Thomas Davis will be reading from The Weirding Storm at the Aardvark Wine Lounge at 304 S. Pine St. in Green Bay for the Untitled Town Book and Author Festival (https://2018.untitledtown.org/about-the-festival) this Saturday at 5:00 p.m. I am hoping, hoping some of my regional friends will be there!
On Sunday at 2:00 p.m. I’ll be doing a workshop on Beyond the Game of Thrones Worldbuilding in SF and Fantasy with Kat Abbott at the
Green Bay Community Theatre 122 N Chestnut Ave, Green Bay, WI 54303. Do you want to become a master of SF and fantasy writing?
On Saturday I’ll be selling books at the Book Fair: The 2018 UntitledTown Book Fair will take place from 11 am- 5 pm on Saturday, April 21 and Sunday, April 22, at the Broadway Center (Old Fort Square).
by Thomas Davis
from a new play that I am writing:
Reality dips, swirls, a dance,
a pirouette, a song, a trance,
and as the mist of being drifts
a chord is struck, and what is shifts,
and fate becomes a puzzle box
secured by puzzles that are locks—
And so reality becomes
a whisper, shadow that benumbs
the heart and changes what will be
into a storm-tossed, dicey sea.
We woke up to 20 inches of snow this morning, April 14, and it’s still snowing. We’re supposed to get snow the rest of the day into tomorrow.
Photo by Ethel Mortenson Davis
by Ethel Mortenson Davis
“Why did you pick those two?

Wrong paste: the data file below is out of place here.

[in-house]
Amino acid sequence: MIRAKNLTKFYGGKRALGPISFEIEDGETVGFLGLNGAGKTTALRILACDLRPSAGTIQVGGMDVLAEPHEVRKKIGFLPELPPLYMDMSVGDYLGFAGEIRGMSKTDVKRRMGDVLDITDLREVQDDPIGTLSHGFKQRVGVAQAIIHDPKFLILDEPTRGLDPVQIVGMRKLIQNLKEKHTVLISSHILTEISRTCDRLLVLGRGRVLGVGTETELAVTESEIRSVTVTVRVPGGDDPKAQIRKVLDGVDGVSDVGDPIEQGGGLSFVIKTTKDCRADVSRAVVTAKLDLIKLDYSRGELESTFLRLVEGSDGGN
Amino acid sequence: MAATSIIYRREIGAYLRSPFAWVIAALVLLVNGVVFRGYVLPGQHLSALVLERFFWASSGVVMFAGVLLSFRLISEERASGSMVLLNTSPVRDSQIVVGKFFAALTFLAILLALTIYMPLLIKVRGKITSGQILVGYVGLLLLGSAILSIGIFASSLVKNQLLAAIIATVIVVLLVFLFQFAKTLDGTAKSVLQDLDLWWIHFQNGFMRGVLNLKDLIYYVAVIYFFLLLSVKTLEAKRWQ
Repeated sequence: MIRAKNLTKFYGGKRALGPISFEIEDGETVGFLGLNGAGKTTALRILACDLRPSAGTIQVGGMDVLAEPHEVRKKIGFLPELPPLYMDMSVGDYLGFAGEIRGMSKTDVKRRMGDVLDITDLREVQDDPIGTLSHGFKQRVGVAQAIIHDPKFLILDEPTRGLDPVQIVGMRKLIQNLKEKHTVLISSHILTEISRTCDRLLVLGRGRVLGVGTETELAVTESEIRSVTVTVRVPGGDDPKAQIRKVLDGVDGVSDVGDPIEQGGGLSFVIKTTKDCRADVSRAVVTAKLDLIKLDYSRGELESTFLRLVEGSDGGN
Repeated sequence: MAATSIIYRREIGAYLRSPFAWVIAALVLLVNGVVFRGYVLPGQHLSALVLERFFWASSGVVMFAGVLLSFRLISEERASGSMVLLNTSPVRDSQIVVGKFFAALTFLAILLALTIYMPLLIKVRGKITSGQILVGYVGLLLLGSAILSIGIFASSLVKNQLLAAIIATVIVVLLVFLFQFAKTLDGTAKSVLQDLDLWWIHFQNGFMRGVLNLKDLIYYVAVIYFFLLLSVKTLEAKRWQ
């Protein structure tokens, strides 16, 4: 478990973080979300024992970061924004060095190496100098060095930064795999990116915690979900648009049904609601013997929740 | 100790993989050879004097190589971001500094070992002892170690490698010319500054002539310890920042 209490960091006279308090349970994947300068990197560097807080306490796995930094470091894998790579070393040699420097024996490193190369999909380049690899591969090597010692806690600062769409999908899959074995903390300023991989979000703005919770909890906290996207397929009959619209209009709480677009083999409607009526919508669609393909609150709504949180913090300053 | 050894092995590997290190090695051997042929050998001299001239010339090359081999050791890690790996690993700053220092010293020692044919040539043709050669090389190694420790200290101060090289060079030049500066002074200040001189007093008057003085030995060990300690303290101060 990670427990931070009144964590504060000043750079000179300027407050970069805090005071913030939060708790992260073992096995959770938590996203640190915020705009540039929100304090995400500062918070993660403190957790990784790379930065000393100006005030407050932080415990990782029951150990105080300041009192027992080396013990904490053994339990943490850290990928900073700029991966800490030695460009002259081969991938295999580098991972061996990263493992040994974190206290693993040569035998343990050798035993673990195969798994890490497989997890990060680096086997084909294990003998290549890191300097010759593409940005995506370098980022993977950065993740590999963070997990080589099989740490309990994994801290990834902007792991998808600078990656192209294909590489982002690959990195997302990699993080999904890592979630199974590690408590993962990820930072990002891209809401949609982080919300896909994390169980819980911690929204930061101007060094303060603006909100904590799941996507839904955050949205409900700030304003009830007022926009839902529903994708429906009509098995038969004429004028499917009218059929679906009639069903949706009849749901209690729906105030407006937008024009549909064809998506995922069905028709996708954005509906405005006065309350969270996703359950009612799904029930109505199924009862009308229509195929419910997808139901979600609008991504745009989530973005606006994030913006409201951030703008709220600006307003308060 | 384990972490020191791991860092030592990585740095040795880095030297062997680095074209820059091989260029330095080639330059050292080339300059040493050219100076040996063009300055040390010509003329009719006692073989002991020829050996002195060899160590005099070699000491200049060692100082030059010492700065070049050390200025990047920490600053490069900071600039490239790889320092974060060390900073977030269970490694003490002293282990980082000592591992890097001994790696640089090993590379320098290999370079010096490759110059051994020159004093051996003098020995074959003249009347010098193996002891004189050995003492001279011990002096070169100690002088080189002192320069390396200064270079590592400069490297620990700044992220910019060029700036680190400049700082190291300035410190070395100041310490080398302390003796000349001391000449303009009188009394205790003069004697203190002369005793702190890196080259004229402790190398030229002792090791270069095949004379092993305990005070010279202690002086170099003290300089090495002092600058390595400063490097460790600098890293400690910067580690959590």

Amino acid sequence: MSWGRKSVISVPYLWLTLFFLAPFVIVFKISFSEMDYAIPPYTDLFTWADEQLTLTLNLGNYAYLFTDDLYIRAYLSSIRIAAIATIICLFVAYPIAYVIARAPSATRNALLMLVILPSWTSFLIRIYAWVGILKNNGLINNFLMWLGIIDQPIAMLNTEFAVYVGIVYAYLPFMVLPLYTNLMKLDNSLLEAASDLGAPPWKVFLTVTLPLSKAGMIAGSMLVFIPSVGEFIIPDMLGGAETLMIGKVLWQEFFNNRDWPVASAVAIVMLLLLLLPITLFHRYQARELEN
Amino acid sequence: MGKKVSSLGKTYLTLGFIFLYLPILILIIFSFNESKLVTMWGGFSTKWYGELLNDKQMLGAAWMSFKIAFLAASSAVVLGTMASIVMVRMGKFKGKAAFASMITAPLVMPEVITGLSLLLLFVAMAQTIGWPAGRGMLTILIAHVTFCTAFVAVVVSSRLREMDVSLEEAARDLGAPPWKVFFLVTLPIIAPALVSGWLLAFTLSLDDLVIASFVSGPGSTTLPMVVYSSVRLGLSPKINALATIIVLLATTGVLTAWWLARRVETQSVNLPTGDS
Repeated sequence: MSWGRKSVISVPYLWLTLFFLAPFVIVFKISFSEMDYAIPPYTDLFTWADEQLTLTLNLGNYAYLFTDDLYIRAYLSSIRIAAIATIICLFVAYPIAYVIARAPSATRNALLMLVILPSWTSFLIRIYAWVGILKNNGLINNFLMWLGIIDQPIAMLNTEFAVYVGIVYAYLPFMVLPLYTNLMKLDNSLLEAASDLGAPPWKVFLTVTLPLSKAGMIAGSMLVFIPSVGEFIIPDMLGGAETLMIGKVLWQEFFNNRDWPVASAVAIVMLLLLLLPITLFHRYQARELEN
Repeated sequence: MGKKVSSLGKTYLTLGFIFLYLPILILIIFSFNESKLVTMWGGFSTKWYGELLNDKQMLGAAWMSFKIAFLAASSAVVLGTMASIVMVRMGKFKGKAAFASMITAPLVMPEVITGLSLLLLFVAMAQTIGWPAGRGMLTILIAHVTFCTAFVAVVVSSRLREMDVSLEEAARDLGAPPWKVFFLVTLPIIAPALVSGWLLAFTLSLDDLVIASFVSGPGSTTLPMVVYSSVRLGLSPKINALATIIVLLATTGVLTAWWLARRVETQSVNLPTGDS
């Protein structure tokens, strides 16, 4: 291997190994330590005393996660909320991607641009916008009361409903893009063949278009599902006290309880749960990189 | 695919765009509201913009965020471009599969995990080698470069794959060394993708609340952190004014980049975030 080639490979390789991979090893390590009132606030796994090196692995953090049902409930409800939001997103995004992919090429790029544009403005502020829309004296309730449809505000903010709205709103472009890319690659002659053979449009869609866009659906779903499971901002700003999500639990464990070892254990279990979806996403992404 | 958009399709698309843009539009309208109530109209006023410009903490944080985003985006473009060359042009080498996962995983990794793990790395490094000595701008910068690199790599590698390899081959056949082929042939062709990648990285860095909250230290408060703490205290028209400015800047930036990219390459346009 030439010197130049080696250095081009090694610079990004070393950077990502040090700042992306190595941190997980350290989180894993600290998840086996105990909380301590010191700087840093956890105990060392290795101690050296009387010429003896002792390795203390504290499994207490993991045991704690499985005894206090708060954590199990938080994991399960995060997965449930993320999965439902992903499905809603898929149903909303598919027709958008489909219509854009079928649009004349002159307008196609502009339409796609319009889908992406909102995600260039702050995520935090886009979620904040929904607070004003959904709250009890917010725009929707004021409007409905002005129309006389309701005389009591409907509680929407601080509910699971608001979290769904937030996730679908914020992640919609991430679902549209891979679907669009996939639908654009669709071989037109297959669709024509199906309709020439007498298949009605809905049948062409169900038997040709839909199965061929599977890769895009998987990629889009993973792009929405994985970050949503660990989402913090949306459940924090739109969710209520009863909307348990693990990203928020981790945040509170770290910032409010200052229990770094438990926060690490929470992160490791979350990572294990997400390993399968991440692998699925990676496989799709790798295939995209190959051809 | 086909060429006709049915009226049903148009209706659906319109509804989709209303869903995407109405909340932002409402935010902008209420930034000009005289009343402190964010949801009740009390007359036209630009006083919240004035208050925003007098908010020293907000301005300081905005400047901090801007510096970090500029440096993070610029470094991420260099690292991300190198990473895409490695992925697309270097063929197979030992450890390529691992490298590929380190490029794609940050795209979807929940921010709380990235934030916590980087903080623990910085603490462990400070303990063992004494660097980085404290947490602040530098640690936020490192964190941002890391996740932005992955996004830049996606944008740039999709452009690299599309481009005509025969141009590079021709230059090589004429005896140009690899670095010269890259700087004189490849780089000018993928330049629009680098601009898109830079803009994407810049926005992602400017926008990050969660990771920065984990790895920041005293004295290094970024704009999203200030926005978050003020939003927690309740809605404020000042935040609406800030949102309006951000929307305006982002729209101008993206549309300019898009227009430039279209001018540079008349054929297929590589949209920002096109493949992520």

People who didn’t like girls,
didn’t want any nohow.
“But, you know, when I have girls
I’m going to love them and hold them
and tell them they are something.
“Speak with them on a summer night
when the sweet perfume
from wild honeysuckle fills the air.
“Talk to them about the wild things—
things that are important, you know, God’s things.
“Cause when I was born and grew up,
all the love I had came from the wild things—
the wind, the sky, the earth,
and the animals—not from people.
People just spoiled everything.
You know, they killed things.
“But, you know, had they been more right people,
it could have been paradise.”
photographs by Ethel Mortenson Davis
Blue Mesa Reflection
Cliff Near Ouray
Outside the Cabin Where We Stayed
Guest blog by DM Denton
In the mid-1990s, while organizing bookshelves, I happened upon my miniature copy of Agnes Grey, Anne Brontë’s debut novel. Flipping through it I stopped at Chapter 24, The Sands, set in Scarborough on the north-east Yorkshire coast. I was reminded of my visit there in March 1974, which took me up to the town’s medieval castle and into the yard of St. Mary’s church where Anne was buried. I was intrigued to find her interred apart from her family, away from Haworth village and the beautifully brutish moors of West Yorkshire that she and her sisters were associated with.
Even when all I had to go on was a hunch, I recognized Anne as something of a rebel—not in defiance but for discovery. My curiosity is always piqued more by the neglected than the celebrated, so I wanted to explore the connection I felt with…
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This is a small essay by Deborah Bennison, who is the proprietor of Bennison Books that published my epic poem, The Weirding Storm. I am deeply grateful to Deborah who is an absolutely outstanding editor. The Weirding Storm would not be as good as it is without her superior skills. I really value this essay, which originally appeared in The Wagon Magazine.
This article by Deborah Bennison, the founder of Bennison Books, first appeared in The Wagon Magazine.
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